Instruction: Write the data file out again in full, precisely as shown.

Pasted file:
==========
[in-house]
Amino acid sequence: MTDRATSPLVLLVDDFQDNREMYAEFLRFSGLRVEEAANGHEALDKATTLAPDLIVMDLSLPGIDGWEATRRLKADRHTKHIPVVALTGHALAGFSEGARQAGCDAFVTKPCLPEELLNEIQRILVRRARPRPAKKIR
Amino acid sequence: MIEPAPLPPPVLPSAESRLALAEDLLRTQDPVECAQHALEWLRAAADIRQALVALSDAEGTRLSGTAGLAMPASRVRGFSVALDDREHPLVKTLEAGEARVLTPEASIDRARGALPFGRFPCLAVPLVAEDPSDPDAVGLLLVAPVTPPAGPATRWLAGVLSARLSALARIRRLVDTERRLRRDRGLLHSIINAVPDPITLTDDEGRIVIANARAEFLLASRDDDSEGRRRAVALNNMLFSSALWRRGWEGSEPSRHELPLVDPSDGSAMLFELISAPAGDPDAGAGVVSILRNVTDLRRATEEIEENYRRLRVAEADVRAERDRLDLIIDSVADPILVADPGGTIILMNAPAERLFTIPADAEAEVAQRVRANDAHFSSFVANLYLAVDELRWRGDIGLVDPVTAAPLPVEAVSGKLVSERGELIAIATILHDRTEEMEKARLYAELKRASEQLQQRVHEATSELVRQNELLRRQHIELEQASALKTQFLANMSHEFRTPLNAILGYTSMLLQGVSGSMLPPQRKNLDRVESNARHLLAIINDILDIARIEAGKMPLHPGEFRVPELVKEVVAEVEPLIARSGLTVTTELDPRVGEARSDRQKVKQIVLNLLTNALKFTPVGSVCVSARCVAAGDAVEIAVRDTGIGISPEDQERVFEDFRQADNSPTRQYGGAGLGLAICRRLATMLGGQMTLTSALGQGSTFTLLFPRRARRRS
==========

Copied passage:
[in-house]
Amino acid sequence: MTDRATSPLVLLVDDFQDNREMYAEFLRFSGLRVEEAANGHEALDKATTLAPDLIVMDLSLPGIDGWEATRRLKADRHTKHIPVVALTGHALAGFSEGARQAGCDAFVTKPCLPEELLNEIQRILVRRARPRPAKKIR
Amino acid sequence: MIEPAPLPPPVLPSAESRLALAEDLLRTQDPVECAQHALEWLRAAADIRQALVALSDAEGTRLSGTAGLAMPASRVRGFSVALDDREHPLVKTLEAGEARVLTPEASIDRARGALPFGRFPCLAVPLVAEDPSDPDAVGLLLVAPVTPPAGPATRWLAGVLSARLSALARIRRLVDTERRLRRDRGLLHSIINAVPDPITLTDDEGRIVIANARAEFLLASRDDDSEGRRRAVALNNMLFSSALWRRGWEGSEPSRHELPLVDPSDGSAMLFELISAPAGDPDAGAGVVSILRNVTDLRRATEEIEENYRRLRVAEADVRAERDRLDLIIDSVADPILVADPGGTIILMNAPAERLFTIPADAEAEVAQRVRANDAHFSSFVANLYLAVDELRWRGDIGLVDPVTAAPLPVEAVSGKLVSERGELIAIATILHDRTEEMEKARLYAELKRASEQLQQRVHEATSELVRQNELLRRQHIELEQASALKTQFLANMSHEFRTPLNAILGYTSMLLQGVSGSMLPPQRKNLDRVESNARHLLAIINDILDIARIEAGKMPLHPGEFRVPELVKEVVAEVEPLIARSGLTVTTELDPRVGEARSDRQKVKQIVLNLLTNALKFTPVGSVCVSARCVAAGDAVEIAVRDTGIGISPEDQERVFEDFRQADNSPTRQYGGAGLGLAICRRLATMLGGQMTLTSALGQGSTFTLLFPRRARRRS